The Taft Goes Public

This year is the Taft Museum’s 80th anniversary — it opened in 1932, five years after Charles Phelps Taft and Anna Sinton Taft deeded their historic 1820 mansion and its 690 works of art to Cincinnati.

Jan 10, 2012 at 6:16 pm
click to enlarge Taft Museum Art Director Deborah Emont
Taft Museum Art Director Deborah Emont

This year is the Taft Museum’s 80th anniversary — it opened in 1932, five years after Charles Phelps Taft and Anna Sinton Taft deeded their historic 1820 mansion and its 690 works of art to Cincinnati.  

As a house museum and boutique art museum, it’s long been accepted as an integral part of the city’s cultural landscape, as are its masterpieces by the likes of Turner, Sargent, Goya, Rembrandt, Hals, Whistler and Robert Duncanson, among others. But what does that really mean in a time when many consider reality television, social media and video games far more “culturally” important than the traditional fine arts?

“As an art historian, I certainly knew about Taft and thought everyone did. But there are so many people I run into around here who never have heard of it,” says Deborah Emont Scott, Taft’s director for the past two years. 

Among those who do know, she says, there are misconceptions that affect attendance. 

“One is that it’s very fancy and ‘I wouldn’t know what to do or how to dress when I go in,’ ” she says. 

The Taft, mind you, does OK considering it can only accommodate 875 people at a time. Its attendance for the recently concluded fiscal year (through August) was just under 57,000. That’s an increase of 6.6 percent from the previous year. (The Taft shows temporary exhibitions, in addition to its permanent collection.)

But the Taft wants to reinforce the fact that it exists as a gift to residents. It is using its 80th anniversary to launch a new Art for All program that begins in May and runs through summer. Eighty high-quality, almost-exact-size framed reproductions of its paintings will be installed in public areas — outdoors and indoors — throughout Cincinnati, adjacent Ohio counties and Northern Kentucky. The reprints will be placed everywhere from libraries to parks and beyond; two places under consideration are dog parks at Mt. Airy Forest and Otto Armleder Park. 

“By bringing our collection forward and outside of our doors into people’s communities, neighborhoods and in some cases backyards, people will want to know about the Taft Museum and then come and see the real thing,” Scott says.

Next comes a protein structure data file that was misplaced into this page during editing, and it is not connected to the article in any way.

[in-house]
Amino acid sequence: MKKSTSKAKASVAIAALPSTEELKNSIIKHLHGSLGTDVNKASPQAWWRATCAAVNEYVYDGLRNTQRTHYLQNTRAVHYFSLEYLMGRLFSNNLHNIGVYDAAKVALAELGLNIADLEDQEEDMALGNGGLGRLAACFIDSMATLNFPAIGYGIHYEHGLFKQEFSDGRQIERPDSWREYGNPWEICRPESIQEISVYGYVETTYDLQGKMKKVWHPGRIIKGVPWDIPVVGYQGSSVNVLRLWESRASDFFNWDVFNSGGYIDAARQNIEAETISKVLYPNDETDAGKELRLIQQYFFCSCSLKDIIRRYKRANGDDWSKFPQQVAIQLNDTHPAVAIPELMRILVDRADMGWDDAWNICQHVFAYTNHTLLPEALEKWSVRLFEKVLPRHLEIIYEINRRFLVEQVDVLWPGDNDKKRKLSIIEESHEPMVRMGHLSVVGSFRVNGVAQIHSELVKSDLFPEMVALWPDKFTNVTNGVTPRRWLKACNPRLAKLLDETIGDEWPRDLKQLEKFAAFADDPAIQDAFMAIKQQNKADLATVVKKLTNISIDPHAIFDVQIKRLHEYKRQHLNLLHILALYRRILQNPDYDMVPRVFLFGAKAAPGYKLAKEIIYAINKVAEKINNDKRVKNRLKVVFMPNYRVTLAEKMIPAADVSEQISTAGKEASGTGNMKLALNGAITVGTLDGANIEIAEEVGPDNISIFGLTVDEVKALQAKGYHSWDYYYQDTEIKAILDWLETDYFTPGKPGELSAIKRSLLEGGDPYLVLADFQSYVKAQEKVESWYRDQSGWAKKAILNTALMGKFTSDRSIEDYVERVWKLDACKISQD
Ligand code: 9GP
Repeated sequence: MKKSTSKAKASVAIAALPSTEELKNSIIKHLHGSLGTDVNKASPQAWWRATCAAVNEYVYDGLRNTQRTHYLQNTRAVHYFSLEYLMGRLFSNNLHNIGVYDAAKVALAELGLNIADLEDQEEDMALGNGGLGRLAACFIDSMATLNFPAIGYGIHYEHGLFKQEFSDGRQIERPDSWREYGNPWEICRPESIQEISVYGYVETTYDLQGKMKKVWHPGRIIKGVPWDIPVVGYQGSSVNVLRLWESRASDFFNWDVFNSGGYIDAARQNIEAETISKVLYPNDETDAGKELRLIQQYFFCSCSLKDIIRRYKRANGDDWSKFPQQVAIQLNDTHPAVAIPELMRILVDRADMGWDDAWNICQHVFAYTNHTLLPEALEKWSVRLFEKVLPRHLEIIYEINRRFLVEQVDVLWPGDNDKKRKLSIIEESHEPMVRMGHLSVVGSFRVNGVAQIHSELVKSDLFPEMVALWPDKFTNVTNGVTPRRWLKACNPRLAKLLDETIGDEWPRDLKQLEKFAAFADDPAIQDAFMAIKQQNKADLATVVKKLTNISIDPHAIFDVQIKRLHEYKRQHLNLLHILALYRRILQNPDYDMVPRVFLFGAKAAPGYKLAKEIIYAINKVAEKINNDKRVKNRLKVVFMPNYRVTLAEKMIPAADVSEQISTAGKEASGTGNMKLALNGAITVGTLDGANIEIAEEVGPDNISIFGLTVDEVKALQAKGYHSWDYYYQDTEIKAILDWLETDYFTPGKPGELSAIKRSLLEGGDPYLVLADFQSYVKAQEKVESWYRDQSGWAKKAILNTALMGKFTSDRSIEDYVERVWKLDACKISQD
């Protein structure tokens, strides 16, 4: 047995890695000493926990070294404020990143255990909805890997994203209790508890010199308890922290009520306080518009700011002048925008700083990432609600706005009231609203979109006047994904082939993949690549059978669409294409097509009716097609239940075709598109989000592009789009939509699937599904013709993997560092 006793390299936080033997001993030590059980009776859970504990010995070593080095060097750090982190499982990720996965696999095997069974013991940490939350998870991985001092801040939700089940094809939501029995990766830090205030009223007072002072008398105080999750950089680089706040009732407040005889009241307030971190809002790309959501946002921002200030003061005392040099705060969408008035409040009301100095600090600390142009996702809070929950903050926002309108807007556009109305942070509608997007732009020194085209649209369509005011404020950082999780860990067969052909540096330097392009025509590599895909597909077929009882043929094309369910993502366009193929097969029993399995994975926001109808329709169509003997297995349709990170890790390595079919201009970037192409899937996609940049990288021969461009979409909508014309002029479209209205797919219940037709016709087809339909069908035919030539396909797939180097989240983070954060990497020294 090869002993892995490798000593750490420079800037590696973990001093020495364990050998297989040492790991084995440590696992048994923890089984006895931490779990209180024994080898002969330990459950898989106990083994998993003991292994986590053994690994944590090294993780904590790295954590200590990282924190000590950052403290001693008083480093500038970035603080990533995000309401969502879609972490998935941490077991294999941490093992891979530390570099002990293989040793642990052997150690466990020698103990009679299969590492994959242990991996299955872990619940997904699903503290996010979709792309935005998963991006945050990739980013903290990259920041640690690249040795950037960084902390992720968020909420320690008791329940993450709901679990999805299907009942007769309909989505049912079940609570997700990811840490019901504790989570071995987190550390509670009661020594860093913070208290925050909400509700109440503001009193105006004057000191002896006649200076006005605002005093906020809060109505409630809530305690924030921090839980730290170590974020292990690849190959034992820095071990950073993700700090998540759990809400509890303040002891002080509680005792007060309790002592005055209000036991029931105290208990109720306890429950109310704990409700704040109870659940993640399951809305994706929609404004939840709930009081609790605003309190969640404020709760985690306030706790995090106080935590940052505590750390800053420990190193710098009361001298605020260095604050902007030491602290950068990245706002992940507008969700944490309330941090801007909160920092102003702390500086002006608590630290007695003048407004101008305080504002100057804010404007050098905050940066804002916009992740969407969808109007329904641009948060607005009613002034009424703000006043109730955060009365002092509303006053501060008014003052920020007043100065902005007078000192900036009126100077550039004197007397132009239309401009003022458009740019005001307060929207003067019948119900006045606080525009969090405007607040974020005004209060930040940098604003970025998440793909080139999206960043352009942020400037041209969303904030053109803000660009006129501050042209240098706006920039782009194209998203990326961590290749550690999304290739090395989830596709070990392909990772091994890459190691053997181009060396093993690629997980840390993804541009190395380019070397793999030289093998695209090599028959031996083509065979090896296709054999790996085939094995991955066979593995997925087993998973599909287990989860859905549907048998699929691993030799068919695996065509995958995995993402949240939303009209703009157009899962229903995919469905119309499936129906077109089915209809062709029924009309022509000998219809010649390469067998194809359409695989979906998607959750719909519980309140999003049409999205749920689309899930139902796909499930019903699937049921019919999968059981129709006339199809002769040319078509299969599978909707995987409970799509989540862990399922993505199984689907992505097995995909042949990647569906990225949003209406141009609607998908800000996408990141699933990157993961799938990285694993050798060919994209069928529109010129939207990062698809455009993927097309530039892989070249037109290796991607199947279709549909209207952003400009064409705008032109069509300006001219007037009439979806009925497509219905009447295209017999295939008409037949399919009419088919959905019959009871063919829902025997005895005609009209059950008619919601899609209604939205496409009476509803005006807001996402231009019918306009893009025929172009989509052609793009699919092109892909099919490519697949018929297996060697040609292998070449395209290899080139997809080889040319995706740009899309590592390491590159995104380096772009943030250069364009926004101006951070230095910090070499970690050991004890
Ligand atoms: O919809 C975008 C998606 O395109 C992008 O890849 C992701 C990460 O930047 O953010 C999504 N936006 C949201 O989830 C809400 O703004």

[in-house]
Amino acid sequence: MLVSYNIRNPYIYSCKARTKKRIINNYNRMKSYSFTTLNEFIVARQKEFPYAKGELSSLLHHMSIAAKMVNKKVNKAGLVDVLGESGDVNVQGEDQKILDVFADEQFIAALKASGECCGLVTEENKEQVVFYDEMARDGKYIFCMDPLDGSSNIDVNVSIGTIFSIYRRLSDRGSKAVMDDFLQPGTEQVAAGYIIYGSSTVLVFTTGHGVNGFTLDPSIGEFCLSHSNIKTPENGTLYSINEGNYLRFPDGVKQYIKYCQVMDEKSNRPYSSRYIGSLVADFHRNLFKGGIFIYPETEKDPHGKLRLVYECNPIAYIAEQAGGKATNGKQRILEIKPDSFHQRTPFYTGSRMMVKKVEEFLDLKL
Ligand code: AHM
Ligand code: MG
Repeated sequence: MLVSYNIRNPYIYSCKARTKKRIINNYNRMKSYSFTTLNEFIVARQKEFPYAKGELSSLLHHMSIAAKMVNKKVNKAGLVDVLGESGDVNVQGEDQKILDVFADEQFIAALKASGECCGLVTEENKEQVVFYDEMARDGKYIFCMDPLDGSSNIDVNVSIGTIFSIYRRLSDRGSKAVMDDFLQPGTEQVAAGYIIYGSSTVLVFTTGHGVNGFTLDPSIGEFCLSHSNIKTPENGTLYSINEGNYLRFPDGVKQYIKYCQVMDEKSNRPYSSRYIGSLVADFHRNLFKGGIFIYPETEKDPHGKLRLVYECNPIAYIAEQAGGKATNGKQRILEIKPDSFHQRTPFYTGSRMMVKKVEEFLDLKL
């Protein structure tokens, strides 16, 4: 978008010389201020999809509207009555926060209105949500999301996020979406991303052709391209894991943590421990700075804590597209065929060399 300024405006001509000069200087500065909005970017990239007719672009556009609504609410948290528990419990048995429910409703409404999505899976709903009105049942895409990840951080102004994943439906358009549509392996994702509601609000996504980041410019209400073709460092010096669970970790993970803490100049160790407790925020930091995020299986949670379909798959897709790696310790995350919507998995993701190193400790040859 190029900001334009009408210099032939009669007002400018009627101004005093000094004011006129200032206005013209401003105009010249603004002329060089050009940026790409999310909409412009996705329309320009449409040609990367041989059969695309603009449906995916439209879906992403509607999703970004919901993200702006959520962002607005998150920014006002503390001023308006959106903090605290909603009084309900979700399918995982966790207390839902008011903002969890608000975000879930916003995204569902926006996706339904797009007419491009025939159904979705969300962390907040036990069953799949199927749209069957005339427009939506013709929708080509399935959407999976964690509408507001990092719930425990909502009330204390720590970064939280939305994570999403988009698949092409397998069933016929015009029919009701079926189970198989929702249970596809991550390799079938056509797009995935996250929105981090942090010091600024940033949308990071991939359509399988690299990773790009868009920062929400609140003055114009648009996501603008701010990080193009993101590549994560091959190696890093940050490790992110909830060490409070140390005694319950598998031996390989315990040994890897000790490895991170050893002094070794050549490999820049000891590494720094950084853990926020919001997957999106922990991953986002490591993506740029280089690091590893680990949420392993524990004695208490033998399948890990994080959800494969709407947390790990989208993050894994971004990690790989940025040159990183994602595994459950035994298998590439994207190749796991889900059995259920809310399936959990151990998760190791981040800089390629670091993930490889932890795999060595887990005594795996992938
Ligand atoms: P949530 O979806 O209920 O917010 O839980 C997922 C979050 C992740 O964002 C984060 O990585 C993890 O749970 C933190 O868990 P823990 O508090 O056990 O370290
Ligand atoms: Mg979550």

The Taft has received a $225,000 grant from the Carol Ann and Ralph V. Haile Jr./US Bank Foundation, which covers not just the cost of the reproductions but also follow-up activities. 

“We’re working with community arts centers in various neighborhoods and working with community curators who will direct us to the best places to site work,” Scott says. “And then we’ll have community days at the museum. So if we put one in Mount Lookout Square, then you have Mount Lookout Day at the museum and get to stand in front of the real work. That’s a really comfortable way to go to a museum you may have driven by but never gone into before.”

The museum has identified three areas that it believes would especially benefit because research shows their museum patronage is low — Over-the-Rhine, Ohio’s Clermont County and Northern Kentucky’s Campbell County. There’s a possibility a reproduction of Whistler’s “At the Piano” will wind up in Over-the-Rhine’s renovated Washington Park across from Music Hall. 

The idea has been tried elsewhere, notably at Detroit Institute of Arts. In fact, Detroit sent down one of its reproductions for Taft employees to see. 

“We had a sample in our office that had been outdoors for four months,” Scott says. “Lynne Ambrosini (chief curator) had to get within two inches of it to say, ‘This isn’t real.’ ”

A “digital capture” of a painting in the Taft’s collection will be created from new photos of the collection of such quality as to show the visible brushstrokes, then

placed on a durable non-canvas backing, framed, varnished and weatherproofed. The size differs a little from the original work, so nobody tries to sell one to an unsuspecting collector. 

As the Taft moves forward with this program, it raises a question: Are arts organizations putting too much stuff on our streets and walls and in our parks for people to notice anymore? Is it becoming clutter? Big Pig Gig is being reprised this year, while ArtWorks continues with its murals (including two for Art for All). Contemporary Arts Center has sponsored photo posters envisioned by French artist JR as well as Shepard Fairey’s controversial murals. And in 2010 artist Luke Jerram placed 35 street pianos around town. Plus, billboards — often now digital — keep cropping up everywhere.

Enough, already? 

“There is a lot of noise out there,” Scott acknowledges. “But you don’t stumble across a Rembrandt anywhere, or a Whistler or a Duveneck.”

CONTACT STEVEN ROSEN: [email protected]